Reviewed: Jet City Jettenuator

Amber Technology | | Expect To Pay: $349

It’s a pretty un-rock-n-roll idea, really. For decades now, the burly king of modern music has made a point of embracing sheer, ear-splitting volume as its broadsword. As a company, Jet City is no different. Their designs are more often than not aimed at those of us who stand behind our noisy heroes like loyal foot soldiers. Why, then, would any rock-pig in their right mind want something that brings down the ultimate level? The answer is simple: Lemmy is dead, and not everyone has the ironclad fortitude to live and listen the way he did. For most mere mortals, attenuation is the key to achieving that blisteringly and blissfully loud sonic maximisation without replacing your eardrums after every rehearsal. I’ve had a rudimentary variation on this theme built into the back of my main amp for years, and I personally swear by the positive effect is has on my overall tone as well as the peculiar options it affords me where pushing tubes is concerned.

Some attenuators offer little more than an in, an out, and a switch. Others come in bulky, overbearing powered units that are not necessarily something every player wants to deal with. The Jettenuator is the best of both worlds with a smattering extra to sweeten the deal. There are dedicated inputs to suit the three most popular resistance levels required by most head units, 4, 8 and 16ohms, and a simple speaker out all situated on the rear plate of the unit. The big knob on the front is the main character as it allows you to boost or cut your output level to your heart’s content with a step-less, continuous potentiometer. Furthermore, there is an uncoloured line out that you can use alongside the speaker out, which is handy if you want to send clean signal to a recording desk or front of house. The cherry on top of this cake is the cabinet simulated XLR output, handy for those of us prone to recording demos in the wee small hours. Both of these features mean that your Jettenuator can be used not only as a mediator between head and cab, but also as a fully flexible DI box - something few other units of its ilk think to offer.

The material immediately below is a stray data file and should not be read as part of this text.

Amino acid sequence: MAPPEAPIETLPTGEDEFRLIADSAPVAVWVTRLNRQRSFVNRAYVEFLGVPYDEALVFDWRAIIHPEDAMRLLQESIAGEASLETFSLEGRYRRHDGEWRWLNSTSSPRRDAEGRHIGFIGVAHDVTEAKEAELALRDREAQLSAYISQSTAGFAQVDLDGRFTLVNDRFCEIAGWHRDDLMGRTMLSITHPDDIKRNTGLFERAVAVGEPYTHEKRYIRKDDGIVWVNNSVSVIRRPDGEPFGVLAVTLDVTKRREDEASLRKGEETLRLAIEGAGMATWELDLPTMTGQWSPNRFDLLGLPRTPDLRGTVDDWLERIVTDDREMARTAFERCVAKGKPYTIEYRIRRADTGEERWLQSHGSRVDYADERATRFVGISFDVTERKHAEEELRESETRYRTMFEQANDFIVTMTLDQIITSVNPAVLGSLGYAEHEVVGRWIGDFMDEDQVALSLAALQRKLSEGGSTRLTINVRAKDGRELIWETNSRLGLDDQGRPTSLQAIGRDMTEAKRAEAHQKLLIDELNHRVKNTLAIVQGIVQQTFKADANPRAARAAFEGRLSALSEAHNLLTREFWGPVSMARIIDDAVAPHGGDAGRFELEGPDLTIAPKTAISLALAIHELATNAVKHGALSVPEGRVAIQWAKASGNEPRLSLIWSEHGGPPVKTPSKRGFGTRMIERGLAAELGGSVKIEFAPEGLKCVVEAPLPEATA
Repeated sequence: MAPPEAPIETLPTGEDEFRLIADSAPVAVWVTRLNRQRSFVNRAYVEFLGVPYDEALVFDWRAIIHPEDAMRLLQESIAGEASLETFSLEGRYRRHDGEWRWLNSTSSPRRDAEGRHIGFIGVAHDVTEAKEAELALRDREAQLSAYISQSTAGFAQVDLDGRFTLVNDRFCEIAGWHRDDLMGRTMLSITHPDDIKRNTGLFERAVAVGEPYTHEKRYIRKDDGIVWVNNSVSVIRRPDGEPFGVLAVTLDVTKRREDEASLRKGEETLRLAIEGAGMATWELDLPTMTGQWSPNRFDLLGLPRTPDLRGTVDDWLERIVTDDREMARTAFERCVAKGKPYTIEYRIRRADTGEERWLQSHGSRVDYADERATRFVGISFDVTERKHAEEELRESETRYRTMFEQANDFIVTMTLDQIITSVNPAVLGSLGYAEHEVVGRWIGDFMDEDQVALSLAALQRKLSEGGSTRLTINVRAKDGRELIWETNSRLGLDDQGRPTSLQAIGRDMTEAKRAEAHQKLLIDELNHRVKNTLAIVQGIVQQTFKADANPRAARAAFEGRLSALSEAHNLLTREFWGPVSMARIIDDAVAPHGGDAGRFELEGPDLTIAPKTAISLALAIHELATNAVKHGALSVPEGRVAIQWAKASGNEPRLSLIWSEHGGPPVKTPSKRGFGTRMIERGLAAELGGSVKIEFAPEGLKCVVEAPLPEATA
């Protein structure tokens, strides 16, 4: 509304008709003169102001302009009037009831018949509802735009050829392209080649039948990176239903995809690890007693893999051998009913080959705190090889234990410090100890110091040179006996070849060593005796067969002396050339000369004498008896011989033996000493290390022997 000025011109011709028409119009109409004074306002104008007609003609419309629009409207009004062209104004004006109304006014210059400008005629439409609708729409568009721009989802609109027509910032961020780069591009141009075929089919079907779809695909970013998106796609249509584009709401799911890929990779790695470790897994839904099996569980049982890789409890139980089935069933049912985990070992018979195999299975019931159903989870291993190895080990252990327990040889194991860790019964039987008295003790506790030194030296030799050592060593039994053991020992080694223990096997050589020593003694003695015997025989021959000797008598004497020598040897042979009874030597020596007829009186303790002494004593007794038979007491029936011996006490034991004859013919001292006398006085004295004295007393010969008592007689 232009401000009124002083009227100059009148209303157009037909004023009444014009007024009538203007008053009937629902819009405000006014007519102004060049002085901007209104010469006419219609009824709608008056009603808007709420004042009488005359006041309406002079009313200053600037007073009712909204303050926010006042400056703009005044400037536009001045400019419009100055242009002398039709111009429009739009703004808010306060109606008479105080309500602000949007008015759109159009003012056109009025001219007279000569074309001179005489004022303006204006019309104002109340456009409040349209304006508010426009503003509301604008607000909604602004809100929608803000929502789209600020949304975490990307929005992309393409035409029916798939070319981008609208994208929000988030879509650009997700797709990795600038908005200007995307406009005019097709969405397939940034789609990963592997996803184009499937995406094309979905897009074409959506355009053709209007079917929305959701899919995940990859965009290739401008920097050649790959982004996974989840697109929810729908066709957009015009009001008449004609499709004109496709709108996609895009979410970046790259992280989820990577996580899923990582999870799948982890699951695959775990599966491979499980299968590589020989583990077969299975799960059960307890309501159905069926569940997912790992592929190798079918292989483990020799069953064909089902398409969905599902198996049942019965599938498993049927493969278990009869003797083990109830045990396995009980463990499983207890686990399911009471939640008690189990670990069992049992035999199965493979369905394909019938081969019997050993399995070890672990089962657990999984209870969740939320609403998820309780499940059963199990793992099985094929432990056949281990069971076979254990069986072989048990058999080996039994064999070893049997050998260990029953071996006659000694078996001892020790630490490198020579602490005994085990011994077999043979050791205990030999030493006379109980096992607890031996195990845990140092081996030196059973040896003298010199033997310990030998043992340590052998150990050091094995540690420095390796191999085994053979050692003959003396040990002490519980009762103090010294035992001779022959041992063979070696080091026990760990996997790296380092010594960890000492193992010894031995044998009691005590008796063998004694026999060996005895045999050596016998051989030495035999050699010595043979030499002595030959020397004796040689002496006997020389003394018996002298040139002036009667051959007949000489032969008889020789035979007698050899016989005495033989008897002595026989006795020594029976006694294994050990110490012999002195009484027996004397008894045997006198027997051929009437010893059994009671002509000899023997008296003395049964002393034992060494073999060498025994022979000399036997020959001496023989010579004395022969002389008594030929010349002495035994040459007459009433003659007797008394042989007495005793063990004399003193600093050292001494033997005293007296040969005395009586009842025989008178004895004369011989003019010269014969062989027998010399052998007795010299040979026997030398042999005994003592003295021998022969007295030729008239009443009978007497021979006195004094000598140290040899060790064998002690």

As I mentioned before, I am a big fan of attenuation systems in general. Even jazz players admit to loving the sound of hot tubes working overtime, and this is where these devices come to life. Drive your preamp as hard as you can and use the Jettenuator to ensure that you don’t burn the filament in your favourite, ancient ribbon mic. Use the dial to rein in your hellfire to listenable levels, or use it to hammer your amp in a different way in order to unveil heretofore undiscovered corners of tonality. There is potential not only for quietude, but newness in the balance between power and volume that stompboxes can’t produce. In my mind, that is an idea well worth exploring.


We all know what a Vox AC30 pushed to its very limits sounds like, but there are nuances between the input stage of a head and the sound produced that desperately want illumination. The functional simplicity and lightweight nature of Jet City’s design renders it as road-ready as it is studio savvy.

Hits and Misses


Smooth, continuous attenuation augmented by a selection of timely extras


A little bulky

3dB of standard attenuation when in use, even at max volume